The steep, unpisted Back Corries at Nevis Range offer some of the most awe-inspiring lift-served skiing in Scotland, and McKenna was there in February to capture the timeless shot of snowboarder Rhys Crilley powering down Winger Wall that appears at the top of this page.
McKenna often takes a couple of models with him when he shoots, and Crilley is a regular – to the extent that, during a really good year, multiple wardrobe changes are required to give the shots a bit of variety.
“The idea,” says McKenna, “is that I can take somebody like Rhys with me and say ‘OK Rhys, this is the sort of shot I’m looking for here, so I need you to ride down from here, through here, do something at this certain point and then stop, and then I’ll go another 200 yards further down and we’ll do something else.’ Rhys and I got to the stage where I literally had to go through my wardrobe of old jackets and go, ‘right, what jacket have you not worn yet this season?’ just because we had to mix it up a little bit.”
There was still so much snow on the hills by the time the cold snap abated and spring finally made an appearance that some of the resorts were able to remain open well into May. The main image on the previous page shows skier Stiubhart Dean playing in the Canyon at Glencoe, with Rannoch Moor in the background doing its best impression of the Nevada desert.
“That was the last day of the season for me,” says McKenna, “the 6th of May. It looks like Stiubhart’s coming out of a halfpipe but all we did there was just build a little lip round the back of the Main Basin T-Bar.”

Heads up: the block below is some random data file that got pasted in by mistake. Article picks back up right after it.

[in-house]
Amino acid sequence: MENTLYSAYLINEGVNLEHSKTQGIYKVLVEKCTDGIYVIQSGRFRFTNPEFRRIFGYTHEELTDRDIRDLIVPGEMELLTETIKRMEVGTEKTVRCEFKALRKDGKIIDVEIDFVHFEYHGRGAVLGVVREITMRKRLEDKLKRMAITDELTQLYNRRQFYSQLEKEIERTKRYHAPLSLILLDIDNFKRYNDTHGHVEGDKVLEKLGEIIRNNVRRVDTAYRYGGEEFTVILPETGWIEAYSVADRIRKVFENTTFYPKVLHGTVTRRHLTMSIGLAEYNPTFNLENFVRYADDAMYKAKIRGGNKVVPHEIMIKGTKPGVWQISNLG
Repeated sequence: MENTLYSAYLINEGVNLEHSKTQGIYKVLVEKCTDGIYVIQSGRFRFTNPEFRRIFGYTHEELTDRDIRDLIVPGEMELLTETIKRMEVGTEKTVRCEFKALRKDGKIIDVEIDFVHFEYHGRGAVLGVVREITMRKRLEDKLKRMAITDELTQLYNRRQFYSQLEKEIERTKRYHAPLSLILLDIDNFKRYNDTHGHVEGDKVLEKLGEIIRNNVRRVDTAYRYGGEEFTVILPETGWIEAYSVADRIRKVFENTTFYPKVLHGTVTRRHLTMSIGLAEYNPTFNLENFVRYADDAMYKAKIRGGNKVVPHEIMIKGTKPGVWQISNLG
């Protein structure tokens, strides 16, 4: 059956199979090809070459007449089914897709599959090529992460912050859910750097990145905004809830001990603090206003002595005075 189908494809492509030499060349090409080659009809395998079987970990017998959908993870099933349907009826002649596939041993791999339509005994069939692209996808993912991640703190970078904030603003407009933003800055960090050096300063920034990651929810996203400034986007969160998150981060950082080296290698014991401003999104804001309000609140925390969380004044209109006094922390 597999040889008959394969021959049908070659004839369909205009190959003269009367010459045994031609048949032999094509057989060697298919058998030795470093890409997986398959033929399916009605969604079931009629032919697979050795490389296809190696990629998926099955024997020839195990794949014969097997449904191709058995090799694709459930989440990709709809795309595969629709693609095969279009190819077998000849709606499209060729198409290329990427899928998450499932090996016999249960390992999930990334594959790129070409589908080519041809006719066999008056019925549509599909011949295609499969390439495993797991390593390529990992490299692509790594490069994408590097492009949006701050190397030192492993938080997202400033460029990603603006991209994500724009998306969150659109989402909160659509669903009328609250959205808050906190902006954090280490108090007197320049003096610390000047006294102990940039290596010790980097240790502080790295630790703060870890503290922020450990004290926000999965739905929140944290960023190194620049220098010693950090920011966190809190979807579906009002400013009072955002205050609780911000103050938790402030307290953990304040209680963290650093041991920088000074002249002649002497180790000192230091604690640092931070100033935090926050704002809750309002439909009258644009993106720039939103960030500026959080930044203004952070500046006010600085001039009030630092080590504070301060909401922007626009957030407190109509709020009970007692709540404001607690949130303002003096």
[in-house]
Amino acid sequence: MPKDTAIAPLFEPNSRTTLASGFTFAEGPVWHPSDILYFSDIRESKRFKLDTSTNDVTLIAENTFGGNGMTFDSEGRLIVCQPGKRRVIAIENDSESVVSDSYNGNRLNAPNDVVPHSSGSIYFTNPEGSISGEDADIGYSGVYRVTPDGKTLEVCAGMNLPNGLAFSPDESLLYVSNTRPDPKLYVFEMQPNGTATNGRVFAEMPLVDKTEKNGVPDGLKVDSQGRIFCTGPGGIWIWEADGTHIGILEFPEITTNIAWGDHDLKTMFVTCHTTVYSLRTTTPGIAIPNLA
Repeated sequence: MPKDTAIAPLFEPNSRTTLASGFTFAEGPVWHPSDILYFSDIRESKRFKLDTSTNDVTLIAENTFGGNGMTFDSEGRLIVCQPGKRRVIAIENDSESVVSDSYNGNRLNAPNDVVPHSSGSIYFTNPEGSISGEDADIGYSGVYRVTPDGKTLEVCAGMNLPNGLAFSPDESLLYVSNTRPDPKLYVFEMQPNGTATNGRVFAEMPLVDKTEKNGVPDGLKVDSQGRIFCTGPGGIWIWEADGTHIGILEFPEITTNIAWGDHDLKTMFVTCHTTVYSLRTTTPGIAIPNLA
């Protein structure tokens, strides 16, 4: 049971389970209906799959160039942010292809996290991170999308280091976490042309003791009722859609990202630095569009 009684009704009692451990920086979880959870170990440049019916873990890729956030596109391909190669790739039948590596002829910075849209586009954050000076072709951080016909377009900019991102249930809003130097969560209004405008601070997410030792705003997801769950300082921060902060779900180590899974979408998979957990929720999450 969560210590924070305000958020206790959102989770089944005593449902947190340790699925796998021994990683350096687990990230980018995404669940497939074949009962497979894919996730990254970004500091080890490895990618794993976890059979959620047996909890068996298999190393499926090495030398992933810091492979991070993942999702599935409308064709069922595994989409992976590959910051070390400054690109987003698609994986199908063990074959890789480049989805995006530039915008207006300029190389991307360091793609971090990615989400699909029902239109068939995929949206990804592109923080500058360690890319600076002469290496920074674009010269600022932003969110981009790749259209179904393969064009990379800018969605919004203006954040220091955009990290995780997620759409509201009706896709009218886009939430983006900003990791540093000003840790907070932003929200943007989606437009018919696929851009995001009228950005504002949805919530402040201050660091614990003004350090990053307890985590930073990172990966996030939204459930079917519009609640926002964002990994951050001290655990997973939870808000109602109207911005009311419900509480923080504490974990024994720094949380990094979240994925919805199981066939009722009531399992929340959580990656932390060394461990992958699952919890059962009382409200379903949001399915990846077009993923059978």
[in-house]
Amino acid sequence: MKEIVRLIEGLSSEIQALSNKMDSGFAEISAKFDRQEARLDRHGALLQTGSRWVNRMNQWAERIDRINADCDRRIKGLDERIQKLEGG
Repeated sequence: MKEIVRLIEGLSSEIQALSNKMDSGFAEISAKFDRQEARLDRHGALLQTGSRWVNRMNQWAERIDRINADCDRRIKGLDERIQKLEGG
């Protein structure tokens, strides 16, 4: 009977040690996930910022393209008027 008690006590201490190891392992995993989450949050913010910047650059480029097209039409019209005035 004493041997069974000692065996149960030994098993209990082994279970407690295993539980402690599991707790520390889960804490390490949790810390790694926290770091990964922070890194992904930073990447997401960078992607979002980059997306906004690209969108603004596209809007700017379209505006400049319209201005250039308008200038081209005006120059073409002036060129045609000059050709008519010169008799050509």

The image below the one of Dean was also taken at Glencoe, and shows a group of skiers and boarders preparing to tackle the infamous Fypaper, one of the steepest in-bounds runs in Europe.
“That day the forecast was for cloud-free Munros,” says McKenna . “When we got up to the top of the Access Chair it was still cloudy, but when we got on the Cliffhanger Chair we broke through the cloud. It was just one of those magic days.”
McKenna didn’t spend the whole winter behind the lens. The shot at the bottom of this page shows the photographer himself, camera gear safely stowed in his backpack, about to drop into Diagonal Gully, just behind the CairnGorm Mountain ski area, with a frozen Loch Avon far below.
“I had so many people getting in touch with me after I’d taken that shot going “Right, next time you do that we want to come too,” he remembers.”
Based in Motherwell, McKenna first learned to ski when he was “six or seven,” but he fell in love with snowboarding after taking a lesson at Glenshee in his early 20s. The 39-year-old first started photographing skiing and snowboarding around 15 years ago, shortly after Bearsden got its new Snowflex slope. “I went along to see it and took a camera with me so I could get some photos,” he remembers. “The guys there then became guys that I would ride with.” Commissions for snowsports publications including Fall-Line, Whitelines and The Reason duly followed.
It may sound idyllic, but shooting skiing and snowboarding in Scotland isn’t always a dream gig. The anomalous 2016/17 season was the worst that many people can remember, and it was a particularly hard year for photographers, who don’t just need good snow but good light conditions as well.
“That was certainly the worst year I’ve ever done,” says McKenna. “I only had two-and-a-half days shooting, and one one of those days I actually split the day – I spent the morning at Glencoe, then jumped in the car and spent the afternoon at Nevis Range, just to get as many photos as I could. But last year though... last year made up for it!” ✱